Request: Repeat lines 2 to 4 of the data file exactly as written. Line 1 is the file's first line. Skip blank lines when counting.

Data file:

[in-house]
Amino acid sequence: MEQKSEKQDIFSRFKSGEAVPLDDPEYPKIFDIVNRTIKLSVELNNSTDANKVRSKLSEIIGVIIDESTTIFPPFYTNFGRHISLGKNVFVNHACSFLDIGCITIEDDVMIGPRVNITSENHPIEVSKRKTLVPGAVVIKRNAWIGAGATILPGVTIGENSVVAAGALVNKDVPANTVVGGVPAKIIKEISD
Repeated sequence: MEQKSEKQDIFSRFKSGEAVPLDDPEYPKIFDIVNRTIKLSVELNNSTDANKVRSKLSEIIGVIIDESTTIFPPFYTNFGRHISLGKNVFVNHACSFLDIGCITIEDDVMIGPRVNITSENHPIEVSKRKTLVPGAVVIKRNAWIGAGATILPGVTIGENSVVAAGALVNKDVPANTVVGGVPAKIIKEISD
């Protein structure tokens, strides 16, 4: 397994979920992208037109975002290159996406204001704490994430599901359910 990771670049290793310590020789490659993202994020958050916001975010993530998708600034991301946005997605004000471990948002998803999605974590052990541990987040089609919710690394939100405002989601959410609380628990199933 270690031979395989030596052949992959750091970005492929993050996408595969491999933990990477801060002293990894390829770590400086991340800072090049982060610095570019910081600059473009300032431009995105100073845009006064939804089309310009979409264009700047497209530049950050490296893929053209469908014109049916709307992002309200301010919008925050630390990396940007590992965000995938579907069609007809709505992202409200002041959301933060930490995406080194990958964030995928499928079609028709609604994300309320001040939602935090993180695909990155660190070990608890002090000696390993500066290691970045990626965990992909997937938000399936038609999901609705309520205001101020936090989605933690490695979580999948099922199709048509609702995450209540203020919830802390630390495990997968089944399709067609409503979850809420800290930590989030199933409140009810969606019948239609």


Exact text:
Amino acid sequence: MEQKSEKQDIFSRFKSGEAVPLDDPEYPKIFDIVNRTIKLSVELNNSTDANKVRSKLSEIIGVIIDESTTIFPPFYTNFGRHISLGKNVFVNHACSFLDIGCITIEDDVMIGPRVNITSENHPIEVSKRKTLVPGAVVIKRNAWIGAGATILPGVTIGENSVVAAGALVNKDVPANTVVGGVPAKIIKEISD
Repeated sequence: MEQKSEKQDIFSRFKSGEAVPLDDPEYPKIFDIVNRTIKLSVELNNSTDANKVRSKLSEIIGVIIDESTTIFPPFYTNFGRHISLGKNVFVNHACSFLDIGCITIEDDVMIGPRVNITSENHPIEVSKRKTLVPGAVVIKRNAWIGAGATILPGVTIGENSVVAAGALVNKDVPANTVVGGVPAKIIKEISD
């Protein structure tokens, strides 16, 4: 397994979920992208037109975002290159996406204001704490994430599901359910 990771670049290793310590020789490659993202994020958050916001975010993530998708600034991301946005997605004000471990948002998803999605974590052990541990987040089609919710690394939100405002989601959410609380628990199933 270690031979395989030596052949992959750091970005492929993050996408595969491999933990990477801060002293990894390829770590400086991340800072090049982060610095570019910081600059473009300032431009995105100073845009006064939804089309310009979409264009700047497209530049950050490296893929053209469908014109049916709307992002309200301010919008925050630390990396940007590992965000995938579907069609007809709505992202409200002041959301933060930490995406080194990958964030995928499928079609028709609604994300309320001040939602935090993180695909990155660190070990608890002090000696390993500066290691970045990626965990992909997937938000399936038609999901609705309520205001101020936090989605933690490695979580999948099922199709048509609702995450209540203020919830802390630390495990997968089944399709067609409503979850809420800290930590989030199933409140009810969606019948239609």